Multimodal Perioperative Management—Combining Thoracic Epidural Analgesia, Forced Mobilization, and Oral Nutrition—Reduces Hormonal and Metabolic Stress and Improves Convalescence After Major Urologic Surgery


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Abstract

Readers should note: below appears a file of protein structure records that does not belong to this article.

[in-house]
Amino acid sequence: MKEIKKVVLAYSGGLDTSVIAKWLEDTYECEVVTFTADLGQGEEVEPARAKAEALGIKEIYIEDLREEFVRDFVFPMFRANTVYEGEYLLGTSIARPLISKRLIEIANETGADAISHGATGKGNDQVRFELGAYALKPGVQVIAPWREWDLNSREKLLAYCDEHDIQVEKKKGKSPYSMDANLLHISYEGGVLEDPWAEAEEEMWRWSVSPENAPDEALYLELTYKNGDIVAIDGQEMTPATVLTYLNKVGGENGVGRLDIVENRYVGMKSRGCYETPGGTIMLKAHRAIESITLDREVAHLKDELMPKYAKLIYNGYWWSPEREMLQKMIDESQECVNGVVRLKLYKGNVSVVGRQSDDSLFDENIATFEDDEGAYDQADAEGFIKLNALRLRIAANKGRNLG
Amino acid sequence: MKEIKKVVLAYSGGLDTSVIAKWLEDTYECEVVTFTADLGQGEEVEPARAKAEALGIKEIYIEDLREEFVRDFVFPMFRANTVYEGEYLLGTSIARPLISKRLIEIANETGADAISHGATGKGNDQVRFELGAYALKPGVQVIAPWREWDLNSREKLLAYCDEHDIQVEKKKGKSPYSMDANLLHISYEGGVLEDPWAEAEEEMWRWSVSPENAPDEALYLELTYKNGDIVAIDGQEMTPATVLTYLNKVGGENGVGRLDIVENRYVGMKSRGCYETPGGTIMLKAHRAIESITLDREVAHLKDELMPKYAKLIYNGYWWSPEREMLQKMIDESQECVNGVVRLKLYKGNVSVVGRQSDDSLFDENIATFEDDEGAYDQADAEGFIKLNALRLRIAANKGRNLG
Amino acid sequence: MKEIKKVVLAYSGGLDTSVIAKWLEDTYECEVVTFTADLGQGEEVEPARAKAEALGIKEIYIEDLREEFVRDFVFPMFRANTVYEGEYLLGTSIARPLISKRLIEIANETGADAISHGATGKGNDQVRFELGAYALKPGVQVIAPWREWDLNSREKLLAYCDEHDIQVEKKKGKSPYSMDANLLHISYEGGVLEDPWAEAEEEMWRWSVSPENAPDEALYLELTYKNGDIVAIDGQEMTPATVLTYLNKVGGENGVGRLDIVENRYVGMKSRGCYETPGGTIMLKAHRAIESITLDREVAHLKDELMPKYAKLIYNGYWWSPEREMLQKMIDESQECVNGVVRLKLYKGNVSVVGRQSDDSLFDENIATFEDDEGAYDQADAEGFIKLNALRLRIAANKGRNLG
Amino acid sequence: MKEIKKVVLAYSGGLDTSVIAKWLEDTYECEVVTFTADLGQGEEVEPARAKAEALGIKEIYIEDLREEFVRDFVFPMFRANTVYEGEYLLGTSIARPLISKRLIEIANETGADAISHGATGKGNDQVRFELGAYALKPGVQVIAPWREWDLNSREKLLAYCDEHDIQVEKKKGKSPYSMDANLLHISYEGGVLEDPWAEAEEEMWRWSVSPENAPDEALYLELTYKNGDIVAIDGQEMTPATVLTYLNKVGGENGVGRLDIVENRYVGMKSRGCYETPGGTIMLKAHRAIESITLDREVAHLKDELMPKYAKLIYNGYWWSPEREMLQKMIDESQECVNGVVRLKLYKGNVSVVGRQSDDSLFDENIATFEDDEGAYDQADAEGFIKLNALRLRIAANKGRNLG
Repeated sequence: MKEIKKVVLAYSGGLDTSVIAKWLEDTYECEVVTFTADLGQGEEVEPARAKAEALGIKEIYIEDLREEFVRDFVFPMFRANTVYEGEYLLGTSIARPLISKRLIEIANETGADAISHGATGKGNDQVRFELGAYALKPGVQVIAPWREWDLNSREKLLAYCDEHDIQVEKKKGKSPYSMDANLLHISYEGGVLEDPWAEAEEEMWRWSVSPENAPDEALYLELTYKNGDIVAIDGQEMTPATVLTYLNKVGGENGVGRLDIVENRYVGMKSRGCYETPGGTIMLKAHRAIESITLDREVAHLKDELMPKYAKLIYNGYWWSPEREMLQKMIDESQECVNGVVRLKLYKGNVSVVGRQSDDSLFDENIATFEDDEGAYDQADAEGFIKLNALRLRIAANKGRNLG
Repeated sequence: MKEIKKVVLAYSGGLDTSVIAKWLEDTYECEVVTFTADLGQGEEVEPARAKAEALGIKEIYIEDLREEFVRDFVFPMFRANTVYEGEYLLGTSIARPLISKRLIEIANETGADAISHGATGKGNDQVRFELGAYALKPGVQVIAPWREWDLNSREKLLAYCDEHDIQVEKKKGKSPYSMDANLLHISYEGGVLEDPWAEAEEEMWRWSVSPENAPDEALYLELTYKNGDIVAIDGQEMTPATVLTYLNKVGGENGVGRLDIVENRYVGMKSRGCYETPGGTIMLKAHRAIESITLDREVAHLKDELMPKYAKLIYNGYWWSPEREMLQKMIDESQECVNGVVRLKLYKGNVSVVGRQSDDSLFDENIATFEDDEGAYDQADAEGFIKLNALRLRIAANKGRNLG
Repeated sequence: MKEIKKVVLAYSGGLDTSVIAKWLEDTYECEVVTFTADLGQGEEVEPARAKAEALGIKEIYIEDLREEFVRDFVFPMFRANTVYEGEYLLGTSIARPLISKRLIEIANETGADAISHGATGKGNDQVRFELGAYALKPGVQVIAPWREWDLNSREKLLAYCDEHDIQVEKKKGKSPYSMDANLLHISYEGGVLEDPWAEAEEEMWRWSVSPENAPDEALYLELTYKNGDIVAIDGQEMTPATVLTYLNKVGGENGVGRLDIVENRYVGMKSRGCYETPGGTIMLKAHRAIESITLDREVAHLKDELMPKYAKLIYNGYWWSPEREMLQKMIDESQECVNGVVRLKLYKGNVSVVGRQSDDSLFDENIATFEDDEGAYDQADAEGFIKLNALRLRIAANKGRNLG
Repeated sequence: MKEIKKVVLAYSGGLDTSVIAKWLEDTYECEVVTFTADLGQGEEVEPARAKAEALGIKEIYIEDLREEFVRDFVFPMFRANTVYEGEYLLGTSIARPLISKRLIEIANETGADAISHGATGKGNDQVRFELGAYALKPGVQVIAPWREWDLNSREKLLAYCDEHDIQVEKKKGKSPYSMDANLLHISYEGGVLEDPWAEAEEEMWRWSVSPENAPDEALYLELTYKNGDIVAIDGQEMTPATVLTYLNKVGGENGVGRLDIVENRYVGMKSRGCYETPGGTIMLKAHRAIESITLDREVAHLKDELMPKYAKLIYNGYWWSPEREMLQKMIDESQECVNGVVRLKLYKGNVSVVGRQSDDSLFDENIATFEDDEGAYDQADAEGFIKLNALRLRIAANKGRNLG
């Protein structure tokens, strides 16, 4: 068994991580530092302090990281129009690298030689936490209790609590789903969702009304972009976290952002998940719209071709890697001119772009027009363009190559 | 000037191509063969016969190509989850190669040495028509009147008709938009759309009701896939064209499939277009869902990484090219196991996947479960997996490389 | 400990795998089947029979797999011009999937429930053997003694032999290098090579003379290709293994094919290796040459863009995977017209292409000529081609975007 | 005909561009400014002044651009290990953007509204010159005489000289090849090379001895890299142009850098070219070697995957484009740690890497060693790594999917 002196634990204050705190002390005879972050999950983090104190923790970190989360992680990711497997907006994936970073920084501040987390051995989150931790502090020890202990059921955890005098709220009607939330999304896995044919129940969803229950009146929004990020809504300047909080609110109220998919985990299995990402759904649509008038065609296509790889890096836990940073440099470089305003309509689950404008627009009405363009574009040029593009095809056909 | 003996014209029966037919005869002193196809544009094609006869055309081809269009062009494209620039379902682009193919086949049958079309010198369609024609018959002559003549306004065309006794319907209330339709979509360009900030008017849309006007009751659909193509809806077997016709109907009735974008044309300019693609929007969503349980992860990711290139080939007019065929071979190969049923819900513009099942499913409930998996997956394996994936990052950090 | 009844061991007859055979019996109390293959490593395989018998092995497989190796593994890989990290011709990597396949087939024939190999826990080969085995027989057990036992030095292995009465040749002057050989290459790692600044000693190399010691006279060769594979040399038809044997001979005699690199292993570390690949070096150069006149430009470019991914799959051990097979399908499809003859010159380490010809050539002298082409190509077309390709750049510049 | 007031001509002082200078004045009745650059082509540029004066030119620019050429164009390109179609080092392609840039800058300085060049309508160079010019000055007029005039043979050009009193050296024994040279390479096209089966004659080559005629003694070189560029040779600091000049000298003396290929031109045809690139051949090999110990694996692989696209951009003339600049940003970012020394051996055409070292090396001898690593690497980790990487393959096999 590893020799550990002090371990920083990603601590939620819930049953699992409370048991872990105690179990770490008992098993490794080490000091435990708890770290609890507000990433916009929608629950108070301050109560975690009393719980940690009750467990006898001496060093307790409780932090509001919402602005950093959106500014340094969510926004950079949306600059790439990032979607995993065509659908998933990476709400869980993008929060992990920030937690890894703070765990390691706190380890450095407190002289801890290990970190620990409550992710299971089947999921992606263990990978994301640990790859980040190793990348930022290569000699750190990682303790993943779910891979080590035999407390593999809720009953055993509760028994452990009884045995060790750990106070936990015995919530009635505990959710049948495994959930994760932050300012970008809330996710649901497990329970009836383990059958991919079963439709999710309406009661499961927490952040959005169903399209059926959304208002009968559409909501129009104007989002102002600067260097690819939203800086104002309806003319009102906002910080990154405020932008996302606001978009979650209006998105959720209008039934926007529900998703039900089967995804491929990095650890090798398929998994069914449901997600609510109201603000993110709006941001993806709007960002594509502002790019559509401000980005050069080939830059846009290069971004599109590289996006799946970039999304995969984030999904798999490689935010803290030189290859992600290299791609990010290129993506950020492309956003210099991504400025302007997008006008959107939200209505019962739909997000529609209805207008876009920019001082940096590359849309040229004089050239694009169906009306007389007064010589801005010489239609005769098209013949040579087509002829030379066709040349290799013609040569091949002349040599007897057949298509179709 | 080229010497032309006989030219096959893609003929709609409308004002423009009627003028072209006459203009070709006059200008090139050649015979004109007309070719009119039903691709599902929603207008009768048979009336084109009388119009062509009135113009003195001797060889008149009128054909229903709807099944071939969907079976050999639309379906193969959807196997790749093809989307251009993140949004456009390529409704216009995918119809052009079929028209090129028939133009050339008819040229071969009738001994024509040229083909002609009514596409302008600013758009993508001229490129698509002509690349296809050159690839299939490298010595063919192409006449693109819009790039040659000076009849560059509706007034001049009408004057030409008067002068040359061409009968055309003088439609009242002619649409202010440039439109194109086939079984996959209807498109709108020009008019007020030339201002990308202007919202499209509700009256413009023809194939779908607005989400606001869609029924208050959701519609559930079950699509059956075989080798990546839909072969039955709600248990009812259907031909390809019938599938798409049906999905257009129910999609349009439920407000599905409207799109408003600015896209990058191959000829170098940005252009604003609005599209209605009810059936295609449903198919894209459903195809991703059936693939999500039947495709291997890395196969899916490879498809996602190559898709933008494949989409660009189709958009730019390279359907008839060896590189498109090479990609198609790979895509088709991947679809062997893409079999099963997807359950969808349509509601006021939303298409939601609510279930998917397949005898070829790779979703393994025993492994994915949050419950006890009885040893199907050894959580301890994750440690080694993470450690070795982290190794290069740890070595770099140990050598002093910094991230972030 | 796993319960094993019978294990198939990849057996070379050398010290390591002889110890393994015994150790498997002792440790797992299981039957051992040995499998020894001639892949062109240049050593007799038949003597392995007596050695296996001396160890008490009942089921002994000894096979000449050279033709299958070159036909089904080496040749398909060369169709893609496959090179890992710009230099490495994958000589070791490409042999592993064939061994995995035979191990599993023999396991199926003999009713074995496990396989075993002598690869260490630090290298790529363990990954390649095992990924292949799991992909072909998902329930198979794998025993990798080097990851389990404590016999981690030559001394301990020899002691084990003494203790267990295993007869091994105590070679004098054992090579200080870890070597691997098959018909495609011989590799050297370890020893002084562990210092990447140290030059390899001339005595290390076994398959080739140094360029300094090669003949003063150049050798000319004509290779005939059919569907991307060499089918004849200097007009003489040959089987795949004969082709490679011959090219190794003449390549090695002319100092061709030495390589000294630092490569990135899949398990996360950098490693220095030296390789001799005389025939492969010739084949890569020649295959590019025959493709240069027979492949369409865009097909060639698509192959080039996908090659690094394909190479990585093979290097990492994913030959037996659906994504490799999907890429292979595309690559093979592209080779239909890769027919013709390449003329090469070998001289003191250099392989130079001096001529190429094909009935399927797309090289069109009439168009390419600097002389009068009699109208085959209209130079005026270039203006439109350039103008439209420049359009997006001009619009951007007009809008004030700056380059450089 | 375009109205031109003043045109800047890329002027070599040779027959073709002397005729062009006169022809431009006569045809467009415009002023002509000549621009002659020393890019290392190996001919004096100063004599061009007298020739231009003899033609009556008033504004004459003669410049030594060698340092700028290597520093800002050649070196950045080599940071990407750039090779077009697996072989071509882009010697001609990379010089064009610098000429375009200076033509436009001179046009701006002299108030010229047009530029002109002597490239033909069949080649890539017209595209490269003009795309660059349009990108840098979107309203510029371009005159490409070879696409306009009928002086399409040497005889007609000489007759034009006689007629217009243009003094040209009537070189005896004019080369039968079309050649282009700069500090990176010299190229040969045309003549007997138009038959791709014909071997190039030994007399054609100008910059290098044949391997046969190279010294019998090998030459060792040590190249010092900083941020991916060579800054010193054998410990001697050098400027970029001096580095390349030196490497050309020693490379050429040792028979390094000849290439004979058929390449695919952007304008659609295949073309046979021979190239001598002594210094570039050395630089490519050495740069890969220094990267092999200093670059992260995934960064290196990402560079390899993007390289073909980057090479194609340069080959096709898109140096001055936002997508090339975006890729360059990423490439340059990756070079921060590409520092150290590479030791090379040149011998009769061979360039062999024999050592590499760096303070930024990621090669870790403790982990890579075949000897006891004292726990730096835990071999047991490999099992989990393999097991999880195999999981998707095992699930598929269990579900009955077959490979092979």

We sought in this prospective study to use a multimodal approach to reduce stress and improve recovery in patients undergoing major surgery. During an initial study period, 30 patients were randomly allocated to receive general anesthesia (GA; Group 1) or a combination of GA and intraoperative thoracic epidural analgesia (TEA; Group 2) when undergoing radical cystectomy. Parenteral nutrition was provided for 5 days after surgery. During the second period, 15 patients were treated with a multimodal approach (Group 3) consisting of intraoperative GA and TEA, postoperative patient-controlled TEA, early oral nutrition, and enforced mobilization. Data for plasma and urine catecholamines, plasma cortisol, the nitrogen balance, the postoperative inflammatory nutrition index, pain relief, fatigue, sleep, overnight recovery, recovery of bowel function, and mobilization were recorded up to the fifth postoperative day. Plasma concentrations of catecholamines and cortisol were comparable in all patients, but those in Group 3 had lower levels of urinary catecholamine excretion. Protein intake was more effective with parenteral nutrition. Nitrogen balances were less negative, and the postoperative inflammatory nutrition index score increased significantly in the traditional groups but not in Group 3. Multimodally treated patients reported less fatigue and better overnight recovery. Along with improved pain relief, recovery of bowel function, and ambulation, there were no differences in the postoperative complication rates among the three groups. The multimodal approach reduced stress and improved metabolism and recovery after radical cystectomy.

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